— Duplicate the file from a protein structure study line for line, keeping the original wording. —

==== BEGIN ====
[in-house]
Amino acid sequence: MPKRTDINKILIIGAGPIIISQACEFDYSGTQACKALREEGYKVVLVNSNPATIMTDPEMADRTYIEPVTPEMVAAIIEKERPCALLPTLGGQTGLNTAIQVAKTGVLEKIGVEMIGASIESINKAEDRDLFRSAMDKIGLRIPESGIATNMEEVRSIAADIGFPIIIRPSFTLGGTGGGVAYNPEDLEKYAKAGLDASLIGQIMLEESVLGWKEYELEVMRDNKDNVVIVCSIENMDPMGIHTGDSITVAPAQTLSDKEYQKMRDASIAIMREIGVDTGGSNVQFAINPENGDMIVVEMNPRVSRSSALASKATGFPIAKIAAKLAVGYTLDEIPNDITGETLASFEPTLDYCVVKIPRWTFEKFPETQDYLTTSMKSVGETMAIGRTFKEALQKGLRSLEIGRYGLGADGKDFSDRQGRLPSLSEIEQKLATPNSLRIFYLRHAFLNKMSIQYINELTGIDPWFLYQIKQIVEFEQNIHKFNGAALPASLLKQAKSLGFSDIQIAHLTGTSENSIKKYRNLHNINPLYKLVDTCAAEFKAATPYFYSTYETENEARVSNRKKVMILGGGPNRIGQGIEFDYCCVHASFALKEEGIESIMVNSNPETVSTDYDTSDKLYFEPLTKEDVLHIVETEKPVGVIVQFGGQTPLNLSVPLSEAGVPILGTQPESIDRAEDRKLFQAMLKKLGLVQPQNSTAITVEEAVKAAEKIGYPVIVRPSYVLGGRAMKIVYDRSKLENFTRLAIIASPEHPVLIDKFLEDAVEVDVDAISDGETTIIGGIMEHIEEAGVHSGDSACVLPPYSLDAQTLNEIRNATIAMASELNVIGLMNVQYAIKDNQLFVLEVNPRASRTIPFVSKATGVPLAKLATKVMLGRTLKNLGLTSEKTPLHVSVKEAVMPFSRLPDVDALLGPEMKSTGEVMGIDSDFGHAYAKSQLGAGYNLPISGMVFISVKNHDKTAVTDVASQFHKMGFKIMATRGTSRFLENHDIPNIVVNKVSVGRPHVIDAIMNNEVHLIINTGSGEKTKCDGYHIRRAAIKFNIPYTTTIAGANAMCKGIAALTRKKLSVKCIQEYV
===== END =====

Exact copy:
[in-house]
Amino acid sequence: MPKRTDINKILIIGAGPIIISQACEFDYSGTQACKALREEGYKVVLVNSNPATIMTDPEMADRTYIEPVTPEMVAAIIEKERPCALLPTLGGQTGLNTAIQVAKTGVLEKIGVEMIGASIESINKAEDRDLFRSAMDKIGLRIPESGIATNMEEVRSIAADIGFPIIIRPSFTLGGTGGGVAYNPEDLEKYAKAGLDASLIGQIMLEESVLGWKEYELEVMRDNKDNVVIVCSIENMDPMGIHTGDSITVAPAQTLSDKEYQKMRDASIAIMREIGVDTGGSNVQFAINPENGDMIVVEMNPRVSRSSALASKATGFPIAKIAAKLAVGYTLDEIPNDITGETLASFEPTLDYCVVKIPRWTFEKFPETQDYLTTSMKSVGETMAIGRTFKEALQKGLRSLEIGRYGLGADGKDFSDRQGRLPSLSEIEQKLATPNSLRIFYLRHAFLNKMSIQYINELTGIDPWFLYQIKQIVEFEQNIHKFNGAALPASLLKQAKSLGFSDIQIAHLTGTSENSIKKYRNLHNINPLYKLVDTCAAEFKAATPYFYSTYETENEARVSNRKKVMILGGGPNRIGQGIEFDYCCVHASFALKEEGIESIMVNSNPETVSTDYDTSDKLYFEPLTKEDVLHIVETEKPVGVIVQFGGQTPLNLSVPLSEAGVPILGTQPESIDRAEDRKLFQAMLKKLGLVQPQNSTAITVEEAVKAAEKIGYPVIVRPSYVLGGRAMKIVYDRSKLENFTRLAIIASPEHPVLIDKFLEDAVEVDVDAISDGETTIIGGIMEHIEEAGVHSGDSACVLPPYSLDAQTLNEIRNATIAMASELNVIGLMNVQYAIKDNQLFVLEVNPRASRTIPFVSKATGVPLAKLATKVMLGRTLKNLGLTSEKTPLHVSVKEAVMPFSRLPDVDALLGPEMKSTGEVMGIDSDFGHAYAKSQLGAGYNLPISGMVFISVKNHDKTAVTDVASQFHKMGFKIMATRGTSRFLENHDIPNIVVNKVSVGRPHVIDAIMNNEVHLIINTGSGEKTKCDGYHIRRAAIKFNIPYTTTIAGANAMCKGIAALTRKKLSVKCIQEYV